And so, I mean, yeah, you know, I want you to tell a story specifically about, your son’s. And I want to say, okay, I’ll just, I’m trying to figure out how to phrase this without giving up too much information, but you participate in something weekly and your son was struggling with how to be able to participate in it. And so you and I had a conversation about what he needs. And this is really going to lead into other weeks worth of topics too, but just kind of to give the listeners an idea of how, you know, his functionality is a little bit different and needs to be looked at different than the average child.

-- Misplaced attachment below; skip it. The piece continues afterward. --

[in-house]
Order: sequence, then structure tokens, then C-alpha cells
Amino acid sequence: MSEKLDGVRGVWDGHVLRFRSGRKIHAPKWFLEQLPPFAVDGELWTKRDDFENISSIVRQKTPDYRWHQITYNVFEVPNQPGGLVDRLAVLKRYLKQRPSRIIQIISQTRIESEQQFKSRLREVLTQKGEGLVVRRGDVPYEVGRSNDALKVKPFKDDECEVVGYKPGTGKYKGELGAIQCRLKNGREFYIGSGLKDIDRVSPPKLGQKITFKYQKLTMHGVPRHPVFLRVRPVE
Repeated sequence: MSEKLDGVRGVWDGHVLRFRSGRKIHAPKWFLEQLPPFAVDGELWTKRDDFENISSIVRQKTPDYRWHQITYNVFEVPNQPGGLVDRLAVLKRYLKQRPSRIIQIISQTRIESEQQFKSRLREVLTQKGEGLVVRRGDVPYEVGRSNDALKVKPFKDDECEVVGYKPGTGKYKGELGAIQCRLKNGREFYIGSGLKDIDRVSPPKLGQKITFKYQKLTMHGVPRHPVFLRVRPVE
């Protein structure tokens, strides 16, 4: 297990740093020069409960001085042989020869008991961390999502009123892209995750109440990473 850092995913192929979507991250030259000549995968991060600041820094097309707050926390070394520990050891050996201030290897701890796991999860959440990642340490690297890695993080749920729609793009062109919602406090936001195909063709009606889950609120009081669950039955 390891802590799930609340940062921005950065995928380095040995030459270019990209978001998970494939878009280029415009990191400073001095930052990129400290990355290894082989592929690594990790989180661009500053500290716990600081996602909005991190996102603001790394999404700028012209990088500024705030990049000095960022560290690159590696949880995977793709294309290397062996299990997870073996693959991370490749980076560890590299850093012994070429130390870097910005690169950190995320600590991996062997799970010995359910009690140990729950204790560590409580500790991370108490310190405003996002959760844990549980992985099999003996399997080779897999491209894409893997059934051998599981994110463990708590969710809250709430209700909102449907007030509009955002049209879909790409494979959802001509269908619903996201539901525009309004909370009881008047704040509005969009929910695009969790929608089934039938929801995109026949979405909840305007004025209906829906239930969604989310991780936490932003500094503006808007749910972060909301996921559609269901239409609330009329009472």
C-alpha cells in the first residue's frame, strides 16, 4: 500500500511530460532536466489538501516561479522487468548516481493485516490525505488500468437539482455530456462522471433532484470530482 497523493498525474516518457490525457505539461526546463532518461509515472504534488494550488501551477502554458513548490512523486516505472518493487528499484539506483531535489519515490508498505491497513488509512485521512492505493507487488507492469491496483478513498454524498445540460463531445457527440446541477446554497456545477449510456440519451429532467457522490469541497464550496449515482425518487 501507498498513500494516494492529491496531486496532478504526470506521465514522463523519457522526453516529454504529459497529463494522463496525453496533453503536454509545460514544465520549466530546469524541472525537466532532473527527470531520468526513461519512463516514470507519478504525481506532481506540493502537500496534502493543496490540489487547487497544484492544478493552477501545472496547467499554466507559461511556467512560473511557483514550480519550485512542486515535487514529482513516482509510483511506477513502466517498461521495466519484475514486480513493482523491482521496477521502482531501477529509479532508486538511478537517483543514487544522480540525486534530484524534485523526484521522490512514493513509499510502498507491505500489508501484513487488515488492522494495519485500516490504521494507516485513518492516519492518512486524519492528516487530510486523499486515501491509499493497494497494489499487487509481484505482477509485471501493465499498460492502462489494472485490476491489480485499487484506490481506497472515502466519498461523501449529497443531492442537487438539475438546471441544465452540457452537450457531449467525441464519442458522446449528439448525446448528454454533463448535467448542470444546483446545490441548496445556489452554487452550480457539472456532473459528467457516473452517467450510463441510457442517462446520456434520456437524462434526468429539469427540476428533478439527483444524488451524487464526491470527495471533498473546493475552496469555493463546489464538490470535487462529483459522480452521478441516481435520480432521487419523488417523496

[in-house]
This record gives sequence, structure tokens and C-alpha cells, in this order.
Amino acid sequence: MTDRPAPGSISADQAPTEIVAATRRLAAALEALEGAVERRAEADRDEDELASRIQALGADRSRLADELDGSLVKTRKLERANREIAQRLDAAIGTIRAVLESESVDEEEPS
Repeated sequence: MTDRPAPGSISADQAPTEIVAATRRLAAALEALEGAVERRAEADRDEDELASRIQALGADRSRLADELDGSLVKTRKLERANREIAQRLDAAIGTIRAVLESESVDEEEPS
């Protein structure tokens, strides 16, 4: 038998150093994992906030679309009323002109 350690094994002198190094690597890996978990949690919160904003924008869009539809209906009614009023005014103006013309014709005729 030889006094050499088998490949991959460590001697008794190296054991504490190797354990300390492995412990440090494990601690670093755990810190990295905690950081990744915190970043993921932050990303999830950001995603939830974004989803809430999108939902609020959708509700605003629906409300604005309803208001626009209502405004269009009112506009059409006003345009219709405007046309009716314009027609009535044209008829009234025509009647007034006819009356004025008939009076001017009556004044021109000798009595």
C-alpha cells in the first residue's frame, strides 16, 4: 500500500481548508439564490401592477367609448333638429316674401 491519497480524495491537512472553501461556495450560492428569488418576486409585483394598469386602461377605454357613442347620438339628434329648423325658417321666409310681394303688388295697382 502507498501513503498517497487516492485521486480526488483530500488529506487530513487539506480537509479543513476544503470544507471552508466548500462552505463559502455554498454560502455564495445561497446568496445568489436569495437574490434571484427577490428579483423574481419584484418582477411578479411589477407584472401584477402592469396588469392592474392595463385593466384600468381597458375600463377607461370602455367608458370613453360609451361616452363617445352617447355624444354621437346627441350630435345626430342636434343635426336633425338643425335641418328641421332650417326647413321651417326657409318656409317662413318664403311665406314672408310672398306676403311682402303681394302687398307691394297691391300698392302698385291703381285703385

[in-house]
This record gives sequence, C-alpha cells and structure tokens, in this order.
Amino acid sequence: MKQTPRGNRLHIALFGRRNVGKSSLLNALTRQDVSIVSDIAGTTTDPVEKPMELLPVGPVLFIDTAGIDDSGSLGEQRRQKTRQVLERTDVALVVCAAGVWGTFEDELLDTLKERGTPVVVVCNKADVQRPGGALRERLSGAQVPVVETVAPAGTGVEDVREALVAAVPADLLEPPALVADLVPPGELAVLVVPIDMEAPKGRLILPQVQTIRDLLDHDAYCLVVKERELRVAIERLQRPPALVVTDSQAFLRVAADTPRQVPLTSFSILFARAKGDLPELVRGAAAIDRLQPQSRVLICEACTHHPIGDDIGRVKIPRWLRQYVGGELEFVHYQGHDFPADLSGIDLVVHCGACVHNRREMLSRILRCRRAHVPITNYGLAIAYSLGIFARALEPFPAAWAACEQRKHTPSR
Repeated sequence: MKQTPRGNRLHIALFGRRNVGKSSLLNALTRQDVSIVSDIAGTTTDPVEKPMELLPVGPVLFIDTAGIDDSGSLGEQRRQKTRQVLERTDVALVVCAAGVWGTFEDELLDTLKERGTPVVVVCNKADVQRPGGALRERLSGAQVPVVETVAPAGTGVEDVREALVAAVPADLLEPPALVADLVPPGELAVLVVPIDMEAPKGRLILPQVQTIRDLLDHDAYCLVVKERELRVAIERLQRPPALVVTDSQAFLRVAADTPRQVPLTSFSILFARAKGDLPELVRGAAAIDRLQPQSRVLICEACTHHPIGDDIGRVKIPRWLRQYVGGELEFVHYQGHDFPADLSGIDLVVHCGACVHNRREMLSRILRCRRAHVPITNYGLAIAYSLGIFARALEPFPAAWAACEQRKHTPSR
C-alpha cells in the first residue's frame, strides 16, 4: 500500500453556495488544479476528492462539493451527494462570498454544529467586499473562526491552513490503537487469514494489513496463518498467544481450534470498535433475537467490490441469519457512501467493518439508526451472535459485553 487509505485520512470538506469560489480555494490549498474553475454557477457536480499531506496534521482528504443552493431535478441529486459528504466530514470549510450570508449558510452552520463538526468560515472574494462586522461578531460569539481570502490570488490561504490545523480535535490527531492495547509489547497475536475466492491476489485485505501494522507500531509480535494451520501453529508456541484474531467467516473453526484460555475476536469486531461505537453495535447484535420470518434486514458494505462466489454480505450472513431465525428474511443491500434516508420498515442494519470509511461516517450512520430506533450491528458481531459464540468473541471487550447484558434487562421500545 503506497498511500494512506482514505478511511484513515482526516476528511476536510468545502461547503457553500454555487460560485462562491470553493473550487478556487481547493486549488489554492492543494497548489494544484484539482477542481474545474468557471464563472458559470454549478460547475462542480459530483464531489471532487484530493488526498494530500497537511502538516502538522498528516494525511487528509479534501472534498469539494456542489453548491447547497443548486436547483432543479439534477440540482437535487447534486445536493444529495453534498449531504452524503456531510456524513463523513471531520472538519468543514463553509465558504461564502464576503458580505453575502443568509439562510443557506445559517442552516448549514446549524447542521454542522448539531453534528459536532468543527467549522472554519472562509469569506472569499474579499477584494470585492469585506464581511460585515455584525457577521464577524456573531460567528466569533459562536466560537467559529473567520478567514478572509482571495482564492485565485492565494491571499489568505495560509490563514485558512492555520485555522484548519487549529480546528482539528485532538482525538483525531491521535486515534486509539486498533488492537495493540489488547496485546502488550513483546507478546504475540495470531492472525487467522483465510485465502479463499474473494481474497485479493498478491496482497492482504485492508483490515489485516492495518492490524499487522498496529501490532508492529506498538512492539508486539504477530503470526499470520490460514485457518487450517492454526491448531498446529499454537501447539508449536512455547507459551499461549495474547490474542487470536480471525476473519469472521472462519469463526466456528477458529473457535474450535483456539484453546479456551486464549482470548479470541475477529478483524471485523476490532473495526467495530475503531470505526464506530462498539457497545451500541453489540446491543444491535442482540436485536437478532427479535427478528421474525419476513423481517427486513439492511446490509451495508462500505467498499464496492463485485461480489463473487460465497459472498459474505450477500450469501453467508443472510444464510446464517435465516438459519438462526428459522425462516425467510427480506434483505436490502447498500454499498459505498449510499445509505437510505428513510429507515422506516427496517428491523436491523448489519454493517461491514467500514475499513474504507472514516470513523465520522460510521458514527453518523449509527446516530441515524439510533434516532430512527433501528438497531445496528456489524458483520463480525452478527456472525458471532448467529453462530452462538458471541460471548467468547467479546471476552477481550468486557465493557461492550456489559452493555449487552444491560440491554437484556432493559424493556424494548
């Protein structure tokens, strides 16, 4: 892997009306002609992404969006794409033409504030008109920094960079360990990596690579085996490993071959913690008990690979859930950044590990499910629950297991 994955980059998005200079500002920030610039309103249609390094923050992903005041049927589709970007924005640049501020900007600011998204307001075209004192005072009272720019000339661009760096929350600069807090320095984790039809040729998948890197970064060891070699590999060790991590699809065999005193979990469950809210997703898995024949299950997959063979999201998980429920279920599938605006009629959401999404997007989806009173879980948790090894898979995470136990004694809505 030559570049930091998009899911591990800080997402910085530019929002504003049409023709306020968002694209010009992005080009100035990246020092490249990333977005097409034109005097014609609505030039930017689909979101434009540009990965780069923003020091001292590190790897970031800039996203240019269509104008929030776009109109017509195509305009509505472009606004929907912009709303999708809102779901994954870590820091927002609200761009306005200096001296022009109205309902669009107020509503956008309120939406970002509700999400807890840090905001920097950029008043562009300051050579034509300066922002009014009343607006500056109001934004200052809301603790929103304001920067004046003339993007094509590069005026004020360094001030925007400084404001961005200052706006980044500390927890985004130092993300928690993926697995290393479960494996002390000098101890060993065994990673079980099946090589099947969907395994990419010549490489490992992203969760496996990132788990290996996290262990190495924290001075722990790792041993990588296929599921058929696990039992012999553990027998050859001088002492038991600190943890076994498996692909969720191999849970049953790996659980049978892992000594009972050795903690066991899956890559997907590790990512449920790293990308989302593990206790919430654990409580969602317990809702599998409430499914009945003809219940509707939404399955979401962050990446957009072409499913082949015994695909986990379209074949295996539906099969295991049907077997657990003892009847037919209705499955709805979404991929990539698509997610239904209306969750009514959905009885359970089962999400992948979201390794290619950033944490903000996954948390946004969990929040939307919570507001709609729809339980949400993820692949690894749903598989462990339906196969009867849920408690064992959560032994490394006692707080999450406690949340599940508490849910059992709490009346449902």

>>Alicia: Well, for starters, David did not start speaking, really much at all until he was close to four and a half. and when I say not speaking, you know, he didn’t do any of the typical one word or two or, you know, he just didn’t speak. and so that in itself is just very difficult because a child can’t tell you if they’re in pain or, you know, what’s wrong. All they can do is really scream, and throw their body around if they don’t have the words to tell you what’s wrong. You know, that’s, that’s one thing that we’ve had to work through is just he doesn’t have words and now he’s speaking, but he is not conversational. And so, you know, it’s still a struggle to accommodate his speech. I go with him everywhere, and I’m kind of his translator. I know what he’s trying to say. And if sometimes he can’t form a phrase to help him in, you know, like swim lessons, for example, you know, he might need me to, you know, interpret for him at swim lessons. another factor is he has a feeding disorder that goes hand in hand with autism. He does not eat a lot. his brain is actually afraid of certain colors. That is very common for, for an autistic child’s brain to be afraid of certain colors of food. And brown was the preferred color for so long. Just if it’s toast or it’s like a cracker, we’ll eat it, but if it has a different color, we’re not going to eat it, we’re not going to look at it, and we’re going to run away screaming if you put it on the plate. So feeding has been an accommodation that we’ve needed to make. honestly, there isn’t anything that autism does not affect. It affects everything. Sleep, sleep has been a real struggle. He doesn’t sleep, honestly. He, doesn’t sleep much at all. He stopped napping very, very early and we’ve had to work hard to figure out how to help him to sleep. weighted blankets, that was a whole journey to discover that he needed that deep pressure on him while he sleeps. So weighted blankets, he needs special clothes, special cups. You know, he didn’t hold a fork or a spoon until real recently, and he’s five and a half. he didn’t have muscle tone. he’s not potty trained. So we do have special accommodations for what kind of clothes he wears and his pull ups. just, just things of that nature. So basically, anywhere we go, he needs special food, he needs headphones he needs special clothes, just accommodations to get through life because he’s very easily overwhelmed. It, was explained to me that if you could hear every tiny sound in the world and see every tiny light change or notice every bird all at once, that’s what his brain does. It doesn’t tune anything out. He hears everything, sees everything all at once. So that leads to overwhelm and big emotions. And, you know, it’s difficult because he can see everything and just like I said, he can’t tune it out. And so that’s why we have to have so many accommodations for him, is just to help him and to realize that he’s not being difficult. It’s his brain never lets him rest or never gives him a break.